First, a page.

For beginners, this process is critical for their safety.

We like to emphasize a strong base of support with stirrups – achieved through a correct leg position and time spent practicing two-point – and a secure seat without stirrups at the walk and trot/jog. We’ve found that this combination gives our riders confidence in their own ability, which is often just as important as physical skill!

goal #5 - Earn their independence from YOU

During their initial lessons, your students likely always had a helping hand available, whether they were putting on a bridle or trying to get their horse to leave the group in the arena. Yellow Level is where we instructors take a literal step back and start letting our students work through challenges on their own. (Always in a safe environment and under supervision, of course!)

This means they get to tack up and untack on their own, without you hovering over their shoulder. This means they can adjust their own stirrups and tighten their girth, and learn to do both safely while mounted. This means plenty of safety drills so the right response is in their muscle memory when something goes wrong.

Most importantly, it means our Yellow Level students have to learn to be problem solvers. They have to think about things from their horse’s perspective and determine the most effective way of handling a situation. They’ll be working on this for years – better to start practicing early, before the stakes get higher and they really are on their own.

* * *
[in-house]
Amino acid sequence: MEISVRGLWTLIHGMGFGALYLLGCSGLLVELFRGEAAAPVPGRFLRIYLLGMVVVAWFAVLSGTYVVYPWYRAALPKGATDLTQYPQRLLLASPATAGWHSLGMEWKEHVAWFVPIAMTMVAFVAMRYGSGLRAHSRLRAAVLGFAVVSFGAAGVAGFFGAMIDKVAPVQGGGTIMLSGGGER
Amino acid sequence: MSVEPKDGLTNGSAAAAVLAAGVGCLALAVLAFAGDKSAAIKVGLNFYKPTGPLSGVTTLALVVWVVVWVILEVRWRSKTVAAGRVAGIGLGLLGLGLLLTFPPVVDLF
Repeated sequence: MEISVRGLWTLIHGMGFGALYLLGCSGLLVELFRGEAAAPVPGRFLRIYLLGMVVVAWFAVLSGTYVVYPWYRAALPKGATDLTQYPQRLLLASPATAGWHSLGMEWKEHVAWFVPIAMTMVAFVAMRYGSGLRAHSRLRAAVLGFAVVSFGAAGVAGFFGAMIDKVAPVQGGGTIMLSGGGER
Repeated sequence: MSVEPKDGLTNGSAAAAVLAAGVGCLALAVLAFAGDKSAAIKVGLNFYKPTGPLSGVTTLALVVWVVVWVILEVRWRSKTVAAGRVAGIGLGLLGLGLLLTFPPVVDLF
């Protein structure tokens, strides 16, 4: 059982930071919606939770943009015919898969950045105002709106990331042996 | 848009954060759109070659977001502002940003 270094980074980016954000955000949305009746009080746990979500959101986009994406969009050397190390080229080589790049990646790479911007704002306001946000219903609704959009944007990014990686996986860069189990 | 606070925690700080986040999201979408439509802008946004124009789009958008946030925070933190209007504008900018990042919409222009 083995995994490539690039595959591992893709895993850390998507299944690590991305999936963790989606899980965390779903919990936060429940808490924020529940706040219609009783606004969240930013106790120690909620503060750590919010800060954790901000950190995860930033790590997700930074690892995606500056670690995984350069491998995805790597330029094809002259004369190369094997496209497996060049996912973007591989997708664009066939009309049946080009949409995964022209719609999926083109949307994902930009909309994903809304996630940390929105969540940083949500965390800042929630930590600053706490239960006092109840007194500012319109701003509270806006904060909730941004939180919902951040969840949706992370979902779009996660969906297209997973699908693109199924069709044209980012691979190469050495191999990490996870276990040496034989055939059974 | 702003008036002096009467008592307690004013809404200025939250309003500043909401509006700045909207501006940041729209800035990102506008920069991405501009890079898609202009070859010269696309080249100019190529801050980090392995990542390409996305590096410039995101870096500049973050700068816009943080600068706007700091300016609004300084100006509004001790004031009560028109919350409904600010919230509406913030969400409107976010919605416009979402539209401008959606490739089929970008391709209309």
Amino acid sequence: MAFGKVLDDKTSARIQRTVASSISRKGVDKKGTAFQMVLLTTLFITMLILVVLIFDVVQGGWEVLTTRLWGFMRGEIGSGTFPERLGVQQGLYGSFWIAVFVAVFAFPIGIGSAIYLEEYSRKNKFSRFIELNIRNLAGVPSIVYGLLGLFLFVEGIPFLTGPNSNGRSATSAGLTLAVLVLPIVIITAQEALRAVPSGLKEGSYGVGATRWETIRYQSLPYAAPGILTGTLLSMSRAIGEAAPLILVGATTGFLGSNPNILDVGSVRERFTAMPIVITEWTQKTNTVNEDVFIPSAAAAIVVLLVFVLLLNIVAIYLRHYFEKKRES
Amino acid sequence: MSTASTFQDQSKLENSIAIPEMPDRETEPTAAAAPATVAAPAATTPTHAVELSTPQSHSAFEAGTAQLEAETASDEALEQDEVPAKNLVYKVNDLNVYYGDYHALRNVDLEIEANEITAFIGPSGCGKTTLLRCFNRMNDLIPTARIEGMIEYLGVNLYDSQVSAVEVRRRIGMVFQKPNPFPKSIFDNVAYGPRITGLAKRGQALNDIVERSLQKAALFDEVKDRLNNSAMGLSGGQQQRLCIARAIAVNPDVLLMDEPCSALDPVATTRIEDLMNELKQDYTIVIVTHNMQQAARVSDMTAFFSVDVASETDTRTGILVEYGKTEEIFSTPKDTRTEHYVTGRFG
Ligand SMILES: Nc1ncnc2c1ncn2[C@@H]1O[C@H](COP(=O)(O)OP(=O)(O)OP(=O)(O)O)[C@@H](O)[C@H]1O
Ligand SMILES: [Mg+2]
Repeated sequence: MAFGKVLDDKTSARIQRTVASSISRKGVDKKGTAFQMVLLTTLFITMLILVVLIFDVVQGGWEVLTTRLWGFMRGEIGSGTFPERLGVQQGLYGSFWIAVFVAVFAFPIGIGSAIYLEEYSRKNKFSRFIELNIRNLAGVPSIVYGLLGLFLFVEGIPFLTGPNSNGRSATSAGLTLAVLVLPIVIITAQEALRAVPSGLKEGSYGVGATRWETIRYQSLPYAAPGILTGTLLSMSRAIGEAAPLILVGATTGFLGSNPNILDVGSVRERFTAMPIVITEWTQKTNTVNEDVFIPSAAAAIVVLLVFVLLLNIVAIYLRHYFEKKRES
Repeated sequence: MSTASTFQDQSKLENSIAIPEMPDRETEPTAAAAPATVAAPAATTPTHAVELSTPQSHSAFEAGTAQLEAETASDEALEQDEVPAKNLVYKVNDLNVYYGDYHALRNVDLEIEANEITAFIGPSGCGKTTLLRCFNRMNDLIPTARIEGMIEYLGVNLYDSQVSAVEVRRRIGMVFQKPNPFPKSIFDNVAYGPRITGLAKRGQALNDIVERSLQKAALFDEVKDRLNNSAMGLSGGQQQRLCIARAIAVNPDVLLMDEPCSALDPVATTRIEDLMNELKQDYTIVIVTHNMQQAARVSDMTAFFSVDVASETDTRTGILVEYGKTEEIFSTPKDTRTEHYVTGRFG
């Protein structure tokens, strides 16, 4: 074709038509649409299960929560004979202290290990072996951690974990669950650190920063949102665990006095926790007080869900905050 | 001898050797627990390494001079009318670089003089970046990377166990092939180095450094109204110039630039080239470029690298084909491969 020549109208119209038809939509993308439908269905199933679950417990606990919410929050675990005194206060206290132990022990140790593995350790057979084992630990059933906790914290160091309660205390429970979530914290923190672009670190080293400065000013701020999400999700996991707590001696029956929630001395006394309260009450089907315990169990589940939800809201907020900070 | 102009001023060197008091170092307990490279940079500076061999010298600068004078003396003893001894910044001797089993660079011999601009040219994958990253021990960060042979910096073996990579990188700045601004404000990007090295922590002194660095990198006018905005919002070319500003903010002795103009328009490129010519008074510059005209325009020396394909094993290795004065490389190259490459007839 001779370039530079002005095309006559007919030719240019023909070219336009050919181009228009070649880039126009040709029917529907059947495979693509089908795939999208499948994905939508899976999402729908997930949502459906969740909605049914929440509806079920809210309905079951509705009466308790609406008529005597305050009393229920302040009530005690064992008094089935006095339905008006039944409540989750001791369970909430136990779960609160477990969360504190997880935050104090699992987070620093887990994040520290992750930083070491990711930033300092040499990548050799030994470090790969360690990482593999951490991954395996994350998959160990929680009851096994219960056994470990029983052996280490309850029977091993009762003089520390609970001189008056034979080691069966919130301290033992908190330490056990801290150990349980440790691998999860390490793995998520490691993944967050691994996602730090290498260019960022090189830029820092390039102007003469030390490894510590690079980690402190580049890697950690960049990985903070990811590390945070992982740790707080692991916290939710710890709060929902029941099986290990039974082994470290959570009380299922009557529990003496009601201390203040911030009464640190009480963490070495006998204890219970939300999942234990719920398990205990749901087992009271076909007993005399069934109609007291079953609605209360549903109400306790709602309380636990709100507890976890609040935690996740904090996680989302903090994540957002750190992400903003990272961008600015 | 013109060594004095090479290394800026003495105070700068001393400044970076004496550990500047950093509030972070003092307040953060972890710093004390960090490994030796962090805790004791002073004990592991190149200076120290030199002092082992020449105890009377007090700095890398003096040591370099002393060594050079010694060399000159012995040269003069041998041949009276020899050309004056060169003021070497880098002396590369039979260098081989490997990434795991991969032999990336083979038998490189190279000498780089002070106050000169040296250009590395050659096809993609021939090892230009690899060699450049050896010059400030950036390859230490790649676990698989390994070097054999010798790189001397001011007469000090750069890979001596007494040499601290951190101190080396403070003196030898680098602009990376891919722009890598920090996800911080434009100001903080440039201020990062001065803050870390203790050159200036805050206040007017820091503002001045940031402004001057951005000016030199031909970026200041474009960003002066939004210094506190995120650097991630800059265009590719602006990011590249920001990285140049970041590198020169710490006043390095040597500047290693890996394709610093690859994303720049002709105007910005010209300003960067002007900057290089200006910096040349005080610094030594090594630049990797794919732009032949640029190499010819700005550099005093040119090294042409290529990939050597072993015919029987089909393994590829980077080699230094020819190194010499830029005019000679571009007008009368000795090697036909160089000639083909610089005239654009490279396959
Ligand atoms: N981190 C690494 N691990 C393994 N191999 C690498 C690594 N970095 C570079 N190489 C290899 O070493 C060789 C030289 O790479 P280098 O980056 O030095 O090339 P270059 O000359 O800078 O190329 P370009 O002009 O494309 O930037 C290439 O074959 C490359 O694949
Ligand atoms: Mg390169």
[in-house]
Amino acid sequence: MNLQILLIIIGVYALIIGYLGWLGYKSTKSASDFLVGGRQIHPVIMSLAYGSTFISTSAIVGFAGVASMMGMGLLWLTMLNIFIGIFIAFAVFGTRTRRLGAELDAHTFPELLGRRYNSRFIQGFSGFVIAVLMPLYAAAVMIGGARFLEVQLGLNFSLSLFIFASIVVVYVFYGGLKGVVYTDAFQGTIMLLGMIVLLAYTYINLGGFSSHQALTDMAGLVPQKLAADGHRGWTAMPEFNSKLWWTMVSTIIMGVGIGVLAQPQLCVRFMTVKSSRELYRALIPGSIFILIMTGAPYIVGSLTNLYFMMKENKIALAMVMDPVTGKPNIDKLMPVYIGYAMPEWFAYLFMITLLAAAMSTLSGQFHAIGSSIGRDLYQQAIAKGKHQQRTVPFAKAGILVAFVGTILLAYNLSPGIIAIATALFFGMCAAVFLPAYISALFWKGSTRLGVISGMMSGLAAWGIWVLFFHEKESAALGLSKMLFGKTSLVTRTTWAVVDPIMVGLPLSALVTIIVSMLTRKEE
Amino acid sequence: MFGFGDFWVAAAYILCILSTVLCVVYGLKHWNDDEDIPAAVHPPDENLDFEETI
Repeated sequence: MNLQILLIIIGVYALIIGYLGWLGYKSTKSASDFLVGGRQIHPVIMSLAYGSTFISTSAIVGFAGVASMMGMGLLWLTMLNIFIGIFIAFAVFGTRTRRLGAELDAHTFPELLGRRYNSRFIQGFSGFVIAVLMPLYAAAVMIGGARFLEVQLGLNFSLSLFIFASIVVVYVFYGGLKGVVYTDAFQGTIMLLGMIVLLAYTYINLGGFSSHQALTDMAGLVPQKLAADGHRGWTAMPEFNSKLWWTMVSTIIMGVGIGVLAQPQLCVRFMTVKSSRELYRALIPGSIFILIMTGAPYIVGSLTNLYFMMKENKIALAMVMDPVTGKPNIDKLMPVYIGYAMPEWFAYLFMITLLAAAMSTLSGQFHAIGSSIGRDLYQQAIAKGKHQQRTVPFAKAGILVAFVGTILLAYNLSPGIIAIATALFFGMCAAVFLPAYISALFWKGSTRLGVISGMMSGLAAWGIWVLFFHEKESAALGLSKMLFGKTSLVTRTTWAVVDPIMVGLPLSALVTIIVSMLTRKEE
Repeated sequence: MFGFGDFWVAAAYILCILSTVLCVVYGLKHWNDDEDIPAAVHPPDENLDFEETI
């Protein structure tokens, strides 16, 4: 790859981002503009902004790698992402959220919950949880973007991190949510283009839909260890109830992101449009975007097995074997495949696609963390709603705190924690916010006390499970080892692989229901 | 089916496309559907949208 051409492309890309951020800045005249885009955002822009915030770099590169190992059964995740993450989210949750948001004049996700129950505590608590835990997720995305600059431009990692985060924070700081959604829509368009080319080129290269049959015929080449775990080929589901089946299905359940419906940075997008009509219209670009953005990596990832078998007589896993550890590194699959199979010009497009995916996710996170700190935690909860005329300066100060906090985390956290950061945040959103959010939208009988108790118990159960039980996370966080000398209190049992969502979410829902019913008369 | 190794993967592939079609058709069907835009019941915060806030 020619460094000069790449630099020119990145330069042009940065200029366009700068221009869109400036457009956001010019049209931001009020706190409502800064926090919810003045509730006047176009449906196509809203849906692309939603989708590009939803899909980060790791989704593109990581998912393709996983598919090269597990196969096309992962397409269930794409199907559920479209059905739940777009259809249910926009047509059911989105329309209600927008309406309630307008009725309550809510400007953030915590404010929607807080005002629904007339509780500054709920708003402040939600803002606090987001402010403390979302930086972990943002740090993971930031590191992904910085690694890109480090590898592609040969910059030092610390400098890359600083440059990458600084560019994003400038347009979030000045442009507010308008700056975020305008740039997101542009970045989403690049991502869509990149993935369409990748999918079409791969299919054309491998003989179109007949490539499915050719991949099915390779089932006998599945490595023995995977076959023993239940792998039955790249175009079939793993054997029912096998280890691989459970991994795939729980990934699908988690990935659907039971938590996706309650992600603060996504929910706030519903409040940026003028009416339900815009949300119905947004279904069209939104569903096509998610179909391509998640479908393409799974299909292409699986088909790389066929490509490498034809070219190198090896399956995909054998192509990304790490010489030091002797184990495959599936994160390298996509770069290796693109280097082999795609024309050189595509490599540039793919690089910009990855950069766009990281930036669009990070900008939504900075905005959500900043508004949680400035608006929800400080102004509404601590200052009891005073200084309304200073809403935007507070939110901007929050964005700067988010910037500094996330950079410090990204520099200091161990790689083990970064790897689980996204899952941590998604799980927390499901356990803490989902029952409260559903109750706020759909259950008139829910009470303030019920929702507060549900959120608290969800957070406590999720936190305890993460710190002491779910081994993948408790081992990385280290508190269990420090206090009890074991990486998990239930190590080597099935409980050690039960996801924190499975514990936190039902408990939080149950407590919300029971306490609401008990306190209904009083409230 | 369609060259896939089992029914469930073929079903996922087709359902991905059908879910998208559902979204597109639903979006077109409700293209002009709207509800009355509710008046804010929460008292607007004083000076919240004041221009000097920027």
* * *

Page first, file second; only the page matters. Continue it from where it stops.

Your trust will be their reward!

And the cantering. They’ll really like that part, once they’ve earned it.

Lope One Raised Hand

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We’ve been blessed with many talented photographers over the years: students who voluntarily stood in sweltering/ freezing arenas, capturing lifelong memories of lessons, camps and shows. We’re grateful to all of them!

One former student, Delaney Witbrod, is now a professional photographer with a gift for animal portraits – see more of her fine work here. We’re also grateful for photos of Western riding donated by LLPro instructors – particularly Bit of Pleasure Horse School and Joyful Hearts Photography!